The hotel camps.
144 What Shall We Do Now?
time, some games which E. H. describes may perhaps supply a hint or two. " One little girl," she writes, " used to find endless joy in pretending to be Douglas bearing the heart of Bruce to the Holy Land. A long stick in the right hand represented his spear ; a stone in the left hand was the casket containing Bruce's heart. If the grown-ups stopped to talk with some one they met, or if there was any other excuse for running on ahead, the little girl would rush forward waving her stick and encouraging her men (represented by a big dog), and, after hurling her stone as far forward as possible, and exclaiming, ' Lead on, brave heart,' she would cast her spear in the same direction in a last effort against the Moors, and then pretend to fall dead to the ground." This little girl had found the story of Bruce in Tales of a Grandfather, by Sir Walter Scott. Almost every book will yield people and events to play at.
Another little girl whom E. H. knew "once spent a short time in a hotel, and while there divided the other people into camps according to the floor on which they had rooms. The designs in the windows on the various floors represented the badges or heraldic signs of each camp. For instance, one window (they were of coloured glass) had a border with eagles, another had gryphons, another lions, and so on. If she met some one of another floor coming in or going out of the hotel, it represented the meeting of two rival bands. If she actually found herself in the lift with them, it was a dangerous encounter, in which, if they got out first, she had driven them off the field, but if she got out first it was she who was in retreat. If two people of different floors were seen talking together, a truce had been declared, and so on."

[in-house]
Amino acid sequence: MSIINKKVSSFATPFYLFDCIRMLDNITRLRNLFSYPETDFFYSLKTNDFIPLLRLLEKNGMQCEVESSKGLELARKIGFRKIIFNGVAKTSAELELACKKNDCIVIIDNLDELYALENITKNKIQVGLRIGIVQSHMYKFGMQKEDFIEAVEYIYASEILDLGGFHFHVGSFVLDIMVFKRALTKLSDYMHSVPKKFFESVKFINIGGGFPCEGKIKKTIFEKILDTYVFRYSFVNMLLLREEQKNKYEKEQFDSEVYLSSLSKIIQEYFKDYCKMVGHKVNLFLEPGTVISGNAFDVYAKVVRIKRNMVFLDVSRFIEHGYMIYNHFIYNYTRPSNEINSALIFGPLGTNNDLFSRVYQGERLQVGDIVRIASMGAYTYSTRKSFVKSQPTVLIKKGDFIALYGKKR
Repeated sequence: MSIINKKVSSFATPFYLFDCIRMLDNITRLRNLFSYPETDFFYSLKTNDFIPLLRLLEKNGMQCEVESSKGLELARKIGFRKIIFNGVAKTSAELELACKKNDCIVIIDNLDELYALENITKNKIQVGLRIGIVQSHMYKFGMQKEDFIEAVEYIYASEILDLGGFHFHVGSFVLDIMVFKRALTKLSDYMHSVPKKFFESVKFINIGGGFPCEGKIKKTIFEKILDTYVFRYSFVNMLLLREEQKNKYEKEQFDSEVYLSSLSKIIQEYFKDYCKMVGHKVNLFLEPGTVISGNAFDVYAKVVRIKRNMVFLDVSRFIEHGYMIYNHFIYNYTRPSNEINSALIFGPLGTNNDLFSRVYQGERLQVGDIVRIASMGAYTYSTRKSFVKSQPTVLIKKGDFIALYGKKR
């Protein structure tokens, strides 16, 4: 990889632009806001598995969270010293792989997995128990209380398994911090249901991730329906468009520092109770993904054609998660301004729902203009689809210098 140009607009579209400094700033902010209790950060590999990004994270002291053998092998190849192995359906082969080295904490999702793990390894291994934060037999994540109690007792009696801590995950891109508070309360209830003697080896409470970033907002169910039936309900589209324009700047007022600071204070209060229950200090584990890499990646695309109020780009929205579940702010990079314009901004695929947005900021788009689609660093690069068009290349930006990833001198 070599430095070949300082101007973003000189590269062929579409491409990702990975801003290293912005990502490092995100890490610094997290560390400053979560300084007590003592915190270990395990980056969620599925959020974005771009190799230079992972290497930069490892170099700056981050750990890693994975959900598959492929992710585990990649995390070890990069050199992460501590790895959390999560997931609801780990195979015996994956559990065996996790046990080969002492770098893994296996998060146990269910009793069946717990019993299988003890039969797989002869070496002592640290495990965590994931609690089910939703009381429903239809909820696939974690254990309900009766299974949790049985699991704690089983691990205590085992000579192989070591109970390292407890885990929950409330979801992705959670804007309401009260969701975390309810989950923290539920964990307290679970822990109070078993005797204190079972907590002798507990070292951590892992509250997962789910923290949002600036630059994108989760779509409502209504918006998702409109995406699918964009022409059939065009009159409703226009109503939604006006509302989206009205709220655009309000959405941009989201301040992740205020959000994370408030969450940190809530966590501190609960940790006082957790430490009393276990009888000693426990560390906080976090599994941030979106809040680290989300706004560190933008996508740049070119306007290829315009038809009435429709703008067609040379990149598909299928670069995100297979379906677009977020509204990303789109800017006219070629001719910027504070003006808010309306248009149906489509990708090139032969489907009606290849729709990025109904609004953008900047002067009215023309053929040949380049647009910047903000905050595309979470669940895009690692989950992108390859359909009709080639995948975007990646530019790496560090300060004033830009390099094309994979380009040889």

Stevenson's A Childs Garden of Verses has several poems which describe how a lonely little boy used to play. Thus (in " Block City ") :—